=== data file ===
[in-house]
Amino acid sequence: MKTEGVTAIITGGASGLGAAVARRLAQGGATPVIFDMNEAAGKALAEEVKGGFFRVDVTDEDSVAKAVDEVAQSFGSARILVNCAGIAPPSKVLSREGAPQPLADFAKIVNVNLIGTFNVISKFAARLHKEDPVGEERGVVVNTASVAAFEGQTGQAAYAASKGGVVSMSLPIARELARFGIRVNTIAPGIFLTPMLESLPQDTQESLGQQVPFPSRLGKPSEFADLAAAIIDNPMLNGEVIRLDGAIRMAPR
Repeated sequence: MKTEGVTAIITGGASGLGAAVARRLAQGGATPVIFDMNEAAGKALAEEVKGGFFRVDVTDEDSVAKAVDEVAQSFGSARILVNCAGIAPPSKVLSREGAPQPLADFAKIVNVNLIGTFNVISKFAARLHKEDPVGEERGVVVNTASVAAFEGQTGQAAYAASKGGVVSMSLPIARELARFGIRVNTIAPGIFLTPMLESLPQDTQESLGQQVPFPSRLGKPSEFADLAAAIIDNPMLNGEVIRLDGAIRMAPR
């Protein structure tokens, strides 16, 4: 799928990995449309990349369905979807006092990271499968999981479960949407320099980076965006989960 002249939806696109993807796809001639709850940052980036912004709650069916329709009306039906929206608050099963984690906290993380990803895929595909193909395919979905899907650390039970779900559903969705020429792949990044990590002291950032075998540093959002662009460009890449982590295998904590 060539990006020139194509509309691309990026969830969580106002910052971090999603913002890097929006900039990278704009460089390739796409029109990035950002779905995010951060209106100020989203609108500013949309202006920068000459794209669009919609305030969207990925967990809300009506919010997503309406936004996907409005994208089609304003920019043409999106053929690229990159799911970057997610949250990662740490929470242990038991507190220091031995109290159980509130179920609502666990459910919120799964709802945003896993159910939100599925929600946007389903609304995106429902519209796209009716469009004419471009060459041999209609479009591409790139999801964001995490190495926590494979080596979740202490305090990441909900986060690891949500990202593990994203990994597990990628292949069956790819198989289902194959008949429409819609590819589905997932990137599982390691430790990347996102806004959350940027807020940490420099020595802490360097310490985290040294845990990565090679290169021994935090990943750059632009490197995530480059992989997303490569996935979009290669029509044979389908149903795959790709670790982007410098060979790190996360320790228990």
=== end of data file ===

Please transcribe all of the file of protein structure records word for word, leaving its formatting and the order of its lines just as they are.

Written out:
[in-house]
Amino acid sequence: MKTEGVTAIITGGASGLGAAVARRLAQGGATPVIFDMNEAAGKALAEEVKGGFFRVDVTDEDSVAKAVDEVAQSFGSARILVNCAGIAPPSKVLSREGAPQPLADFAKIVNVNLIGTFNVISKFAARLHKEDPVGEERGVVVNTASVAAFEGQTGQAAYAASKGGVVSMSLPIARELARFGIRVNTIAPGIFLTPMLESLPQDTQESLGQQVPFPSRLGKPSEFADLAAAIIDNPMLNGEVIRLDGAIRMAPR
Repeated sequence: MKTEGVTAIITGGASGLGAAVARRLAQGGATPVIFDMNEAAGKALAEEVKGGFFRVDVTDEDSVAKAVDEVAQSFGSARILVNCAGIAPPSKVLSREGAPQPLADFAKIVNVNLIGTFNVISKFAARLHKEDPVGEERGVVVNTASVAAFEGQTGQAAYAASKGGVVSMSLPIARELARFGIRVNTIAPGIFLTPMLESLPQDTQESLGQQVPFPSRLGKPSEFADLAAAIIDNPMLNGEVIRLDGAIRMAPR
């Protein structure tokens, strides 16, 4: 799928990995449309990349369905979807006092990271499968999981479960949407320099980076965006989960 002249939806696109993807796809001639709850940052980036912004709650069916329709009306039906929206608050099963984690906290993380990803895929595909193909395919979905899907650390039970779900559903969705020429792949990044990590002291950032075998540093959002662009460009890449982590295998904590 060539990006020139194509509309691309990026969830969580106002910052971090999603913002890097929006900039990278704009460089390739796409029109990035950002779905995010951060209106100020989203609108500013949309202006920068000459794209669009919609305030969207990925967990809300009506919010997503309406936004996907409005994208089609304003920019043409999106053929690229990159799911970057997610949250990662740490929470242990038991507190220091031995109290159980509130179920609502666990459910919120799964709802945003896993159910939100599925929600946007389903609304995106429902519209796209009716469009004419471009060459041999209609479009591409790139999801964001995490190495926590494979080596979740202490305090990441909900986060690891949500990202593990994203990994597990990628292949069956790819198989289902194959008949429409819609590819589905997932990137599982390691430790990347996102806004959350940027807020940490420099020595802490360097310490985290040294845990990565090679290169021994935090990943750059632009490197995530480059992989997303490569996935979009290669029509044979389908149903795959790709670790982007410098060979790190996360320790228990």